In August, 1994, the boy was enrolled by his parents in respondent's Hart's Hill Elementary School. Petitioner reportedly would not allow his son to receive ESL instruction because the ESL teacher did not speak Polish. He did agree to allow the boy to receive remedial instruction in reading, which was given to him for a total of 90 minutes per week. The child's remedial reading teacher, Ms. Christine Orcutt, testified that she provided instruction in both reading and writing. She testified that the child had difficulty with basic reading comprehension, the meaning of words, and following directions. The remedial reading teacher also testified that the child could not write fluently, and that she worked with him to improve his grammar, spelling and syntax, as well as his ability to organize his ideas. Ms. Orcutt stated that the child had difficulty remaining on task, and required constant redirection. She also testified that the "gap" between the performance of her students and those who did not require remedial services generally closed, after her students had received remedial instruction. However, she had found that this child had made very minimal progress with her, from September, 1994 through January, 1996, when the hearing in this proceeding was held. Ms. Orcutt further testified that the child had demonstrated the most growth in his ability to interact with others.
Ms. Gail Lawton, the child's fourth grade teacher, testified that the child was cooperative, but had difficulty understanding directions. She assigned the boy to a seat near the blackboard, where she usually stood, so that she could give him visual clues, such as pointing to the things in the material the child had on his desk. Ms. Lawton testified that the child needed visual clues, in order to remain focused upon the tasks he was required to do. She modified the child's assignments, and interpreted words for him. Ms. Lawton testified that the child could do addition, subtraction, and one-digit multiplication computations, but had difficulty with two-digit multiplication, long division, decimals, and fractions. She further testified that the boy was unable to solve mathematical word problems, although he was assisted with picture and manipulative materials. Ms. Lawton also testified that the child struggled with reading decoding, had no concept of vowels and consonants, and omitted or substituted the sound of words.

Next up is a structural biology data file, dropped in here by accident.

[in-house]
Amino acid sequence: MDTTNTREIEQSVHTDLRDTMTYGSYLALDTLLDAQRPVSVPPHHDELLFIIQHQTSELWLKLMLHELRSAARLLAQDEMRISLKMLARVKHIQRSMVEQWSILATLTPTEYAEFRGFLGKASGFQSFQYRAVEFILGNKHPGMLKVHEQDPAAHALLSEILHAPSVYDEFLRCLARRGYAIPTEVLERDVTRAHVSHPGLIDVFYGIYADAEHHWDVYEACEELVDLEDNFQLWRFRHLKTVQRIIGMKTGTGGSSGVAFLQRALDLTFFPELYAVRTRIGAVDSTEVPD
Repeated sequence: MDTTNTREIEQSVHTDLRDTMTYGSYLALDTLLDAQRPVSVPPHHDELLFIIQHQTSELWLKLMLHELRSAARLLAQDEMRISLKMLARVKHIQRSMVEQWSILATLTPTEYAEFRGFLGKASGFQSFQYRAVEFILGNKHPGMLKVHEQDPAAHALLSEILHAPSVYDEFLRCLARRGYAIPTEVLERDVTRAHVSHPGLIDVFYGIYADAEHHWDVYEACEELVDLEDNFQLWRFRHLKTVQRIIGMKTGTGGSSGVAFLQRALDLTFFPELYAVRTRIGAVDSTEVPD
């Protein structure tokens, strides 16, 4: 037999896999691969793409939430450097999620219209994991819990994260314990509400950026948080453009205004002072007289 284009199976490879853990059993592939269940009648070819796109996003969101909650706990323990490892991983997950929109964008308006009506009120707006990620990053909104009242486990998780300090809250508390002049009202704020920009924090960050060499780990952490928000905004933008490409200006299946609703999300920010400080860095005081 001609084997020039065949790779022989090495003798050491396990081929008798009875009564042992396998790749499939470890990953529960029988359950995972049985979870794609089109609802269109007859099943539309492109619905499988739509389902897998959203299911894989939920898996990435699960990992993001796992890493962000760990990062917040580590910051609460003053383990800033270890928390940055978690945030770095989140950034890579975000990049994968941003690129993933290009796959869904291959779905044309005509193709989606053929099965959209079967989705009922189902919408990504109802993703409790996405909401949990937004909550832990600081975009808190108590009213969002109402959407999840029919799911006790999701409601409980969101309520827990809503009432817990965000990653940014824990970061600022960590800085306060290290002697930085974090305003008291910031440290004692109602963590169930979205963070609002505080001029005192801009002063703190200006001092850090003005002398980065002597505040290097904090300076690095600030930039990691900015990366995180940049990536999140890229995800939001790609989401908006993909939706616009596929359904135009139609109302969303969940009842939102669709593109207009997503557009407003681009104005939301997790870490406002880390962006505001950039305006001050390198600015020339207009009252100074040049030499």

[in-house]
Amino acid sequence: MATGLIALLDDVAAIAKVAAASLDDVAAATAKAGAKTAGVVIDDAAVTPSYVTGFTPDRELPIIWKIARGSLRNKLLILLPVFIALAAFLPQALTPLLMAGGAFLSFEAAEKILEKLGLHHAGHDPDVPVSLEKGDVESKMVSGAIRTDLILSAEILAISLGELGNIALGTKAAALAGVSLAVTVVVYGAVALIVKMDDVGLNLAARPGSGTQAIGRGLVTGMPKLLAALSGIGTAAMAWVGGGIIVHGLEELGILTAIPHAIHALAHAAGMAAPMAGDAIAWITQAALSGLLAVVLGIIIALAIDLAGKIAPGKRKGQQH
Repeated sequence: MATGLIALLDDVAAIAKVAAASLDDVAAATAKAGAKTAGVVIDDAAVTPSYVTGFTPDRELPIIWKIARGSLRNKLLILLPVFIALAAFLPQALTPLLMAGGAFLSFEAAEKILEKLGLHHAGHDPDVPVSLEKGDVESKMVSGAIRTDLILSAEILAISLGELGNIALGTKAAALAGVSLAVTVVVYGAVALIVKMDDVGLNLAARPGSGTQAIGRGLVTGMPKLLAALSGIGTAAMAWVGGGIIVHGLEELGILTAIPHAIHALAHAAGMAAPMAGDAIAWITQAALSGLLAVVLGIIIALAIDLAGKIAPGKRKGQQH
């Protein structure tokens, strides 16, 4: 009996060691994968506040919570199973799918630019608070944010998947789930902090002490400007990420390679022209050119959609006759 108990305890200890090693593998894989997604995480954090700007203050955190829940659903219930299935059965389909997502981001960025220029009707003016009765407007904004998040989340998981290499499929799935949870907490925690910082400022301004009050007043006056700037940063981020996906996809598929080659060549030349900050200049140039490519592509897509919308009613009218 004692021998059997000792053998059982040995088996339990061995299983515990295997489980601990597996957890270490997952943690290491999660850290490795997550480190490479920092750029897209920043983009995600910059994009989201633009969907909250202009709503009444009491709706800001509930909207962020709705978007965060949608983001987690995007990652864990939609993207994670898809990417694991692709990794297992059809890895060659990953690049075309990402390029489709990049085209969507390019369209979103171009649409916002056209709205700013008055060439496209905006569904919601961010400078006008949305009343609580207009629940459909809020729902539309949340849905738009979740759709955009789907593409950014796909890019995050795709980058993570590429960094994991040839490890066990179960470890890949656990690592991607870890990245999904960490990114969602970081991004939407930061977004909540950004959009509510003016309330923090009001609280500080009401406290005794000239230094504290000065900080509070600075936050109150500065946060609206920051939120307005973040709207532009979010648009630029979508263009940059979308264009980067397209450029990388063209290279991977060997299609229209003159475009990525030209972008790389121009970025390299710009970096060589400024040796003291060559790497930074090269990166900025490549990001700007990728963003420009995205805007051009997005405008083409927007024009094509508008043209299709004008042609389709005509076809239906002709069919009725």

In late September, 1994, Ms. Lawton expressed her concern about the child's ability to function in her class to the Hart's Hill child study team. The child was given vision and hearing screening examinations, the results of which were reported to be normal. A speech improvement assessment was performed, and he was found to be eligible for speech improvement (not special education) services. He began receiving 30 minutes of speech improvement services, four times per week. The primary purpose of those services was to improve his comprehension of the content of his social studies and science courses.
In October, 1994, Ms. Lawton met with the child's parents. She suggested that the child should be tested by respondent's CSE. The child's parents asked for some time to think about her suggestion. After the second meeting with Ms. Lawton in November, 1994, petitioner agreed to contact respondent's school psychologist to discuss the nature of the suggested testing. On January 30 1995, Ms. Lawton advised the child's parents that even with program modifications, the child was not working at the fourth grade level, and that the staff had concerns about his developmental progress. The child's parents met with Ms. Lawton, on February 7, 1995. At that time, petitioner reportedly signed a form giving his consent to have the child evaluated by the CSE. However, petitioner subsequently withdrew his consent, before the proposed evaluation had begun.